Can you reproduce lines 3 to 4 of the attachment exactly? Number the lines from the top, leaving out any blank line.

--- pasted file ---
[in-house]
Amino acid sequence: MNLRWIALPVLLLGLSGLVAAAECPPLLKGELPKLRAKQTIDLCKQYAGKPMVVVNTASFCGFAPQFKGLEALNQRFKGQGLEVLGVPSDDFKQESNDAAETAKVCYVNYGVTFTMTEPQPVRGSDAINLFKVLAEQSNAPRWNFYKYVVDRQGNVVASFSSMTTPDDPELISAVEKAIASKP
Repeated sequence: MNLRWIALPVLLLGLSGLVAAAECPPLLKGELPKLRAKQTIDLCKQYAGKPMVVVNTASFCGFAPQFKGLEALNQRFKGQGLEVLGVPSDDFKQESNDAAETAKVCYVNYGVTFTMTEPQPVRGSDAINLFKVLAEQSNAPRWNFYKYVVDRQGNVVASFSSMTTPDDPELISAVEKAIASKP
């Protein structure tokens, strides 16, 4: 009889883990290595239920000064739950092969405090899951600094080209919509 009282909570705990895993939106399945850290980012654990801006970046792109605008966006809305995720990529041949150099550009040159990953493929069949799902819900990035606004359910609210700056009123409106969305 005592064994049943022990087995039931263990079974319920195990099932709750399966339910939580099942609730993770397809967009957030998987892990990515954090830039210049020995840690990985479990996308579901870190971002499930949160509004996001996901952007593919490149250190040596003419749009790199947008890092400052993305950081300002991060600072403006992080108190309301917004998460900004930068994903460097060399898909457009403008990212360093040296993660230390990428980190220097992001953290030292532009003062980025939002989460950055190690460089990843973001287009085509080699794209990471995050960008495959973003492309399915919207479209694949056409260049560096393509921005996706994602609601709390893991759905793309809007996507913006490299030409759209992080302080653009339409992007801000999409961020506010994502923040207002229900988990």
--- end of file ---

Repeated sequence: MNLRWIALPVLLLGLSGLVAAAECPPLLKGELPKLRAKQTIDLCKQYAGKPMVVVNTASFCGFAPQFKGLEALNQRFKGQGLEVLGVPSDDFKQESNDAAETAKVCYVNYGVTFTMTEPQPVRGSDAINLFKVLAEQSNAPRWNFYKYVVDRQGNVVASFSSMTTPDDPELISAVEKAIASKP
């Protein structure tokens, strides 16, 4: 009889883990290595239920000064739950092969405090899951600094080209919509 009282909570705990895993939106399945850290980012654990801006970046792109605008966006809305995720990529041949150099550009040159990953493929069949799902819900990035606004359910609210700056009123409106969305 005592064994049943022990087995039931263990079974319920195990099932709750399966339910939580099942609730993770397809967009957030998987892990990515954090830039210049020995840690990985479990996308579901870190971002499930949160509004996001996901952007593919490149250190040596003419749009790199947008890092400052993305950081300002991060600072403006992080108190309301917004998460900004930068994903460097060399898909457009403008990212360093040296993660230390990428980190220097992001953290030292532009003062980025939002989460950055190690460089990843973001287009085509080699794209990471995050960008495959973003492309399915919207479209694949056409260049560096393509921005996706994602609601709390893991759905793309809007996507913006490299030409759209992080302080653009339409992007801000999409961020506010994502923040207002229900988990």